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A look inside Tasty, And That’s It, Russia’s new McDonald’s knockoff

Russia McDonald's employee holding tray with food.
Reuters/Evgenia Novozhenina
  • Michelle Cheng
By Michelle Cheng

Reporter based in New York

Published Last updated

Russia has relaunched McDonald’s without the Big Mac.

Over the weekend, more than a dozen outlets that were previously McDonald’s locations opened under new ownership and new branding.

The rebranded McDonald’s is now called “Vkusno & tochka,” which translates to “Tasty & that’s it.” On opening day, the crowds at the flagship restaurant in Pushkin Square, in central Moscow, were significantly smaller than the thousands who lined up for the original McDonald’s opening in 1990, reported Reuters. The rebranded outlets mark a new trend toward isolation, a reversal of what brought McDonald’s to the Russian market 32 years ago.

Reuters/Evgenia Novozhenina
People lining up outside the new restaurant “Vkusno & tochka” in Russia.

What McDonald’s without its logo and branding looks like in Russia

Vkusno & tochka has a new logo, a minimalistic depiction of a burger and two fries and a new slogan: “The name changes, love stays.”

Reuters/Evgenia Novozhenina
The logo of Vkusno & tochka, formerly McDonald’s.

The new chain cannot use McDonald’s logos or menu, and this “de-arching” shows how much control the fast-food company has over the new outlets despite its exit. McDonald’s, which has the second largest global fast food footprint said that the new owner, Alexander Govor, will be required to retain the chain’s some 60,000 employees for at least two years, along with other restrictions.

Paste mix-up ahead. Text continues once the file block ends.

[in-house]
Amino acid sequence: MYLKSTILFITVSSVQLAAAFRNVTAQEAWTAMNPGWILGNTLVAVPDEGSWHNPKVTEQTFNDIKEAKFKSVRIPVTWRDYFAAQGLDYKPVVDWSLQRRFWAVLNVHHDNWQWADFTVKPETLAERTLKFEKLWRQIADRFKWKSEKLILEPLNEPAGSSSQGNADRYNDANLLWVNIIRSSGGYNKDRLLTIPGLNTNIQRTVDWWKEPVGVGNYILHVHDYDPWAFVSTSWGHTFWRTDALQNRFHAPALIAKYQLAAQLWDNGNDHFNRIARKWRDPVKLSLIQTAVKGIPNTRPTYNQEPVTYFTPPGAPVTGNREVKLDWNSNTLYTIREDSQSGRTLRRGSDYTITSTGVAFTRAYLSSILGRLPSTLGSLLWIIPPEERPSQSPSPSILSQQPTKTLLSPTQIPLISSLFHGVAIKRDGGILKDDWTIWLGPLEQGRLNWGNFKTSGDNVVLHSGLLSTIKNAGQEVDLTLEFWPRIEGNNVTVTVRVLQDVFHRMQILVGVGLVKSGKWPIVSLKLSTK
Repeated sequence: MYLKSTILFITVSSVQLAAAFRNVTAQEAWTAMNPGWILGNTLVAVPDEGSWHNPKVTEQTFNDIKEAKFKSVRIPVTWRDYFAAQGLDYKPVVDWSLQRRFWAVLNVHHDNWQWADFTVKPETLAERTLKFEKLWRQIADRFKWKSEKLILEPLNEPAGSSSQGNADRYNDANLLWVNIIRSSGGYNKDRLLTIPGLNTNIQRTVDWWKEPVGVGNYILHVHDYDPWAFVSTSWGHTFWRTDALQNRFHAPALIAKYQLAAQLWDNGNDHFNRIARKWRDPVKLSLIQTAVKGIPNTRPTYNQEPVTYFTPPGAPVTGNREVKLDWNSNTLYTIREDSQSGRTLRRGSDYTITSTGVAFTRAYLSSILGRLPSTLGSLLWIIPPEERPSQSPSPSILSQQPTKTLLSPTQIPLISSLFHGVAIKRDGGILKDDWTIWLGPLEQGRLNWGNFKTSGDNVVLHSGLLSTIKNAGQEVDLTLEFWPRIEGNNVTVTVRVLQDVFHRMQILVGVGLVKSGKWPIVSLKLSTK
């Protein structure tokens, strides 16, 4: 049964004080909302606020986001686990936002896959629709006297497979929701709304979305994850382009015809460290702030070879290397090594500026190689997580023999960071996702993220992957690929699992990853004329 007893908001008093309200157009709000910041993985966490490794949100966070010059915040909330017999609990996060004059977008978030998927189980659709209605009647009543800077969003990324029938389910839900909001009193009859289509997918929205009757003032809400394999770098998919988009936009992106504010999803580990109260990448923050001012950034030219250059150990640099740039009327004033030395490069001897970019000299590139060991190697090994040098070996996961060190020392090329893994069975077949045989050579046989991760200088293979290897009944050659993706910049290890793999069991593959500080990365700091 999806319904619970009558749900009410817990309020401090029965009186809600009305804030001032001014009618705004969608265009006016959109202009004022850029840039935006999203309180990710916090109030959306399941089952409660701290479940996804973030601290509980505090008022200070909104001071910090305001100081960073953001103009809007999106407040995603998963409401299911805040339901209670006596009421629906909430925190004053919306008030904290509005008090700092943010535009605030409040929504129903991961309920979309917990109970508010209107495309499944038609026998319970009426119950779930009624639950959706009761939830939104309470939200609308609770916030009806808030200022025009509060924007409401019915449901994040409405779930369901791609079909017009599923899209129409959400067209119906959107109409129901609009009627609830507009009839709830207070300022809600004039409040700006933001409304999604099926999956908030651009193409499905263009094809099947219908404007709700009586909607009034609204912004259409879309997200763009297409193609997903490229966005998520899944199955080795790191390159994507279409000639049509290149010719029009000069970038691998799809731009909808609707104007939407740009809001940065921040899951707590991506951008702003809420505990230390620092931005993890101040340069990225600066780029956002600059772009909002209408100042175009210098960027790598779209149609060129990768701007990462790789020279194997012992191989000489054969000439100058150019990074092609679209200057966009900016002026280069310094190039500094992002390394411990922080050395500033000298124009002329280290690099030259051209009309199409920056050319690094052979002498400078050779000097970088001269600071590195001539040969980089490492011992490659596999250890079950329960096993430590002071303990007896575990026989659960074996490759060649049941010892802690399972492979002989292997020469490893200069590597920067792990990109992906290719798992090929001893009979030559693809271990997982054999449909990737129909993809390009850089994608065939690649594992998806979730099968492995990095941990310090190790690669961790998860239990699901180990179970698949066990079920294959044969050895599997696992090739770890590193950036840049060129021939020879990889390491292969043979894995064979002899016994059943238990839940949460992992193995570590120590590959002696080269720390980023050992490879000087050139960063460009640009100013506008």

“We don’t have the right to use some colors, we don’t have the right to use the golden arches, we don’t have the right to use any mention of McDonald’s,” Gover told Reuters.

Reuters/Evgenia Novozhenina
A customer holds a plastic white cup at the new Vkusno & tochka.

“The Big Mac is the story of McDonald’s. We will definitely do something similar,” he continued. “We will try to do something even better so that our visitors and guests like this dish.”

The menu has been slimmed down. Instead of the Big Mac, there is the Grandee (link in Russian). Instead of McFlurries, there is simply a milkshake (link in Russian). The packaging for fries and drinks are simple white containers. Some menu items are cheaper. The McDonald’s logo was covered over on ketchup packets and some other sauces with black markings, and takeaway bags are plain brown, suggesting how quickly the branding was changed. Restaurant interiors will be kept the same, but any references to McDonald’s will be removed.

Reuters/Evgenia Novozhenina
Ketchup and other sauces have been rebranded by covering McDonald’s logos with black markings.

Coca Cola products continue to be listed on the menu (link in Russian), but the company is reportedly looking for new soft drink suppliers since Coca Cola is suspending its sales in Russia. All but 2% of the chain’s ingredients are sourced within Russia, reported Reuters.

Reuters/Evgenia Novozhenina
The interiors of Vkusno & tochka will remain the same, minus McDonald’s branding.

In May, the fast-food giant announced that it would leave Russia in the wake of the Russian-Ukraine war. McDonald’s sold its Russian business, which makes up 2% of its global footprint, to Govor, a Siberian business owner who made his wealth co-owning a coal mining company in his hometown, selling that and investing in an oil company. Since 2015, he has been a McDonald’s franchisee with 25 restaurants in Siberia. He reportedly paid “far lower than market prices” for the 850 McDonald’s locations in Russia. Gover may have also received help from sanctioned bank Sovcombank, BBC Russia reported.

Vkusno & tochka said it plans to reopen 200 restaurants in Russia by the end of June and all 850 by the end of September.

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